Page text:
Monday, August 08, 2011

Book Note: Avian Architecture

Since I reviewed Bernd Heinrich's The Nesting Season on Sunday, I would like to follow up by mentioning one other book on birds' nesting behavior that was published this spring. Peter Goodfellow's Avian Architecture: How Birds Design, Engineer & Build describes the diverse types of nesting structures that birds use around the world. Like several other books in Princeton's catalogue, Avian Architecture is the American edition of a book that originated with a European publisher, in this case Ivy Press in the United Kingdom.

The book breaks down the variety of birds' nesting structures into twelve nest types. Not all of them are strictly nests since one chapter is devoted to bowerbirds. These structure types are: scrapes, cavities, platform nests,  aquatic nests, cup nests, domed nests, mud nests, hanging and woven nests, mounds, colonial nesting, bowers, and edible nests. Each chapter deals with one nest type. It gives blueprints of typical nests within that type and then provides "case studies" with specific examples of how the nest type is implemented by the various bird groups that use it. Scrape nests, for example, are very simple to construct and tend to be used members of a few bird orders, especially Charadriiformes. Meanwhile, cavity nests are used by members of over 50% of bird orders – birds as diverse as chickadees, woodpeckers, hornbills, and Burrowing Owls.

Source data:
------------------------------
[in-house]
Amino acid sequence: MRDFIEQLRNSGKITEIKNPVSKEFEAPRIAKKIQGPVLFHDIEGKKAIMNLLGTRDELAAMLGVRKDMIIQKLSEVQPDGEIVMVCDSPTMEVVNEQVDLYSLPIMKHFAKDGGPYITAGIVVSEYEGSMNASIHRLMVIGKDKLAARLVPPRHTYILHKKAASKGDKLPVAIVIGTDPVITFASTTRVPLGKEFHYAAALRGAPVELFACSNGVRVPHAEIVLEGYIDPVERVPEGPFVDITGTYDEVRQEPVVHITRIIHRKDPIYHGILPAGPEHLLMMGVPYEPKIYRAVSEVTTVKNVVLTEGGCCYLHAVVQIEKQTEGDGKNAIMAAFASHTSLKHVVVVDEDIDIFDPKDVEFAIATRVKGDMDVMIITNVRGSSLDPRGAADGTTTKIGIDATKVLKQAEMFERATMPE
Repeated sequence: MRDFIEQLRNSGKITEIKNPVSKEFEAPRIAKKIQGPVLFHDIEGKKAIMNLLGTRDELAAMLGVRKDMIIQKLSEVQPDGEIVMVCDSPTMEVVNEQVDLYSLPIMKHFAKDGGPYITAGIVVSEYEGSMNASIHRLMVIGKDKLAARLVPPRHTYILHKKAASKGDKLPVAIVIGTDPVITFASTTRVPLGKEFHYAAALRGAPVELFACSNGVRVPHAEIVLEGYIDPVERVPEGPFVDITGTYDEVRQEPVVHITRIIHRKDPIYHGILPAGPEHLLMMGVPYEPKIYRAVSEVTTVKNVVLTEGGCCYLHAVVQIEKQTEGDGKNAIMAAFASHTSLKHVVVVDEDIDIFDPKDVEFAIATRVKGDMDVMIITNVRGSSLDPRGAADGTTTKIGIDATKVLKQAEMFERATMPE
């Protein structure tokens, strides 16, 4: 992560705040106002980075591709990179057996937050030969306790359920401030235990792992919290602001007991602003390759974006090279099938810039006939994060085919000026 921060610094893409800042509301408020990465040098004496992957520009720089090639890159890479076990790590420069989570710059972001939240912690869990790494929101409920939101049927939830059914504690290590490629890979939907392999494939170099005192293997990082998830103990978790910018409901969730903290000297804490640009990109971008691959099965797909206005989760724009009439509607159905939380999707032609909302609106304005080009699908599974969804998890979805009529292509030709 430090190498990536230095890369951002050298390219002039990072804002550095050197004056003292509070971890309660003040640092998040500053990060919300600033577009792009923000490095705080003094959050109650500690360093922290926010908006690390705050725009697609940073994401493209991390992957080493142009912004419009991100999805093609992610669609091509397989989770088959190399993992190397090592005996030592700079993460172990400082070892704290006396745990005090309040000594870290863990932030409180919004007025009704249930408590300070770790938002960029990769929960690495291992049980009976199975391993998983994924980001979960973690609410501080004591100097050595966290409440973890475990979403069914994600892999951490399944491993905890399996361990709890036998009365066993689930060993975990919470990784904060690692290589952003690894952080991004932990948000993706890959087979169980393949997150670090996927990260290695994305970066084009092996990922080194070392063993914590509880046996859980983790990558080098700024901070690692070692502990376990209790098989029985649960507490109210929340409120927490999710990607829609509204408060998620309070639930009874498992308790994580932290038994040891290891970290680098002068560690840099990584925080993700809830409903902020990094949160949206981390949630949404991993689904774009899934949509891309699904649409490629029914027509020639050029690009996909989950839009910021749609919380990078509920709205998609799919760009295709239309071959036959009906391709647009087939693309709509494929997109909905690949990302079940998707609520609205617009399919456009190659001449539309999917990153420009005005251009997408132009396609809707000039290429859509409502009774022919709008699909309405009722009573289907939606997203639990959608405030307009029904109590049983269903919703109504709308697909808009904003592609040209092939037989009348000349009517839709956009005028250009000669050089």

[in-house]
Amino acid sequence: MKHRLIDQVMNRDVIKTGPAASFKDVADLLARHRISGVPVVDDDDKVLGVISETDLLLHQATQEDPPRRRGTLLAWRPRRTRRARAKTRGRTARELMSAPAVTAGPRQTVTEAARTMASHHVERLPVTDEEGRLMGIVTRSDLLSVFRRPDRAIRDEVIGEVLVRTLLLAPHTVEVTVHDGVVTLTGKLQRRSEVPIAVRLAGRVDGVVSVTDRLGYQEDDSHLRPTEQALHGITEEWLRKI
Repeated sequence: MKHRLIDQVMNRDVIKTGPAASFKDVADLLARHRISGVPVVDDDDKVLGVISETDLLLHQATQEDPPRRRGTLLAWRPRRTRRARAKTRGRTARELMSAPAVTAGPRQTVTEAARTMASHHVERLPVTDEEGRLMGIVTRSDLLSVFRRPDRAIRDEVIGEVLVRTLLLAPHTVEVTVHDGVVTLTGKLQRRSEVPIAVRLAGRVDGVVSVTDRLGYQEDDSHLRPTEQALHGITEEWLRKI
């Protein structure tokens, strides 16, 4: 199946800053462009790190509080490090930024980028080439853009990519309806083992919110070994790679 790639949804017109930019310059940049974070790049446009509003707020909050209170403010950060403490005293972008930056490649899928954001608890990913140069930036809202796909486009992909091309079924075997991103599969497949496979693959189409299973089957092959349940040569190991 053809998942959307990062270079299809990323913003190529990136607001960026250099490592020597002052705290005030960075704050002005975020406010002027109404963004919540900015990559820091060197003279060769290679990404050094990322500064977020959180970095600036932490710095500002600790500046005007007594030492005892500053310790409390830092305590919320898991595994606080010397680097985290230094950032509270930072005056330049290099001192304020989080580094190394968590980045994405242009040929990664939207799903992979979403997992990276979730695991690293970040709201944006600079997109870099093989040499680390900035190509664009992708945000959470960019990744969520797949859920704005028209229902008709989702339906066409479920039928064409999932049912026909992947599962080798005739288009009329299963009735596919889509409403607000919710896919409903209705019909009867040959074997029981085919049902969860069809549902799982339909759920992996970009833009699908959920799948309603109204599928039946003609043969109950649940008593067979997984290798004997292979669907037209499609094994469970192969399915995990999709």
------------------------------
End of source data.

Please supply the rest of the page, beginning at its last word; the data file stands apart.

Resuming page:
Avian Architecture is well-illustrated with numerous photographs and diagrams. The blueprints are simple and give typical dimensions for a nest's width and depth. The case studies have photographs of actual bird nests. In some cases, the photographs are accompanied by paintings or drawings showing steps in nest construction or illustrating other aspects of nesting behavior.

Clearly, the best way to learn about nest building techniques is by watching birds construct their nests in person. Unfortunately not all of us have the leisure or travel budgets to see as many birds on their breeding territories as we might like. Given those constraints, books like Avian Architecture can help fill the gaps in our knowledge about birds' nesting behavior.